|If it were about stats, Michael Phelps -- 20 medals -- would be the greatest Olympian. (US Presswire)|
Michael Phelps is the greatest Olympic swimmer of all time. That's what he is.
But he's not the greatest Olympian -- any sport, any era -- of all time. This is not a sabermetric debate, an answer that can be found in statistics. If it were, then sure, Michael Phelps would be the greatest Olympian ever. The man has won 20 medals, more than anyone. If this were a question of numbers, it wouldn't be a question at all. Twenty is more than 19, more than 18, 17, 16 ...
Twenty medals. Until someone comes along and puts 21 on the board, Phelps is the greatest ever.
If that were the only criteria.
To some people, of course, that is the only criteria. Anything else, anything more, would take too much effort, too much thinking. Which guy from which sport in which era is the greatest Olympian ever? Man, that's too much. But Michael Phelps has the most medals, so I say it's him!
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The greatest Olympian of all time is Jesse Owens, a distinction that should have been retired in 1936, perhaps forever though I can't tell the future. Maybe the world will change some day to the point that another athlete comes along and dominates an entire Olympiad while also sneering in the face of evil. And if that athlete comes along, he or she can stand alongside Jesse Owens as the greatest ever. But what Owens did in 1936 can never be topped, and probably can never be matched.
I mean, honestly. Michael Phelps? The greatest Olympian ever? Him?
There's more to greatness than winning. There has to be, or countries the world over would make like East Germany in the 1970s or China now and turn their children into humanoids, experimenting with their physiology or psychology until producing the greatest army of inhuman excellence the Olympic Games have ever seen.
What Phelps has done in the past three Olympiads is win. More medals than anyone. That's one hell of a feat, and history will reward him handsomely for it.
But what Jesse Owens did in 1936 staggers the imagination. There was the winning, sure, and it was staggering all by itself. Owens turned in arguably the greatest one-man track performance in Olympics history, winning gold medals in the 100, 200, 400 relay and long jump. No one had done that before, and not until Carl Lewis in 1984 did anyone do it again, and Lewis' achievement in Los Angeles -- out of fairness to Owens -- should bear an asterisk: Those were the Olympics boycotted by 14 Eastern Bloc countries, including athletic heavyweights such as the Soviet Union, Cuba and East Germany.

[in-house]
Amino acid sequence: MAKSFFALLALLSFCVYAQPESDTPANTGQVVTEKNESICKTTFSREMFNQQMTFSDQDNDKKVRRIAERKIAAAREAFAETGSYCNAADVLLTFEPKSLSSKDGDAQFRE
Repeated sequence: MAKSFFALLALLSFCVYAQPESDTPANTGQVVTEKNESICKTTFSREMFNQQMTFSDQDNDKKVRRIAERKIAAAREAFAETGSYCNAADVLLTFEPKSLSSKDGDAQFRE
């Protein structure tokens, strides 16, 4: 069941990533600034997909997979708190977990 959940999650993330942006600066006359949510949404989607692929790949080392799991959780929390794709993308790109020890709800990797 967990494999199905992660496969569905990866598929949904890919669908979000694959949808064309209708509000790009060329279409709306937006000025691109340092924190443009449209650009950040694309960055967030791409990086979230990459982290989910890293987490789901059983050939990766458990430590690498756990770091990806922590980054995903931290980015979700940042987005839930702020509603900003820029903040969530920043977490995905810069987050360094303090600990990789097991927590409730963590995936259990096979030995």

Lewis ran in his home country, and didn't have to run against the enemy.
Owens went into the enemy's home and beat them all.
This was Germany in 1936, remember. Hitler's Germany. Evil. And Hitler already was propagating the superiority of the Aryan race. In fact, he figured the 1936 Olympics -- held in Berlin -- would show the world that he was right.
That was the atmosphere Jesse Owens encountered. Imagine his thoughts as he leaned into the starter's blocks, knowing Hitler -- and all those Hitler had brainwashed -- were in the stadium, wanting Germany to win, yes, but wanting Jesse Owens to lose.
Michael Phelps is the greatest Olympian of all time? Come on now. All the guy does is swim. Take the politics out of it -- take Jesse Owens out of it -- and I wouldn't put Phelps past just about any decathlon gold medalist. Greatest athletes in the world? You would be hard-pressed to find one greater than a man who can run the 100 in 10.23 seconds, the 400 in 45.68 seconds and the 1,500 in 4:14.48 ... as well as long jumping 27 feet, high jumping 6-11 and pole vaulting 17-5.
American decathlete Ashton Eaton can do all of those things. He's an Olympian. You want to tell me that Michael Phelps' accomplishments in the pool, however unique they are, are greater than that?
Silly. Michael Phelps is no Jim Thorpe, who won gold medals in 1912 in the pentathlon and decathlon and finished fourth in the high jump -- all while wearing a pair of mismatched shoes he found in the trash, after someone had stolen his spikes. Thorpe had to wear extra socks on one foot because that shoe was too big.
Michael Phelps over Jim Thorpe? No chance.
Nor would I put Phelps over Jackie Joyner-Kersee, who won medals in four Olympiads -- and combined the versatile brilliance required of the heptathlon with the single-event focus of the long jump, winning gold in both in 1988.
Those are just the Americans I would put ahead of Phelps -- I wouldn't put Carl Lewis ahead of him, by the way -- but other countries have strong candidates as well. British decathlete Daley Thompson, Cuban runner Alberto Juantorena and Jamaican sprinter Usain Bolt belong in the conversation of the greatest Olympian ever. So do boxer Cassius Clay, swimmer Mark Spitz and gymnast Nadia Comaneci.
"Greatest Olympian ever" is a subjective topic, is my point. Right answer? Jesse Owens does it for me, but maybe someone else does it for you. It's tough to say which answer is right. But I can tell you this:
Michael Phelps is wrong.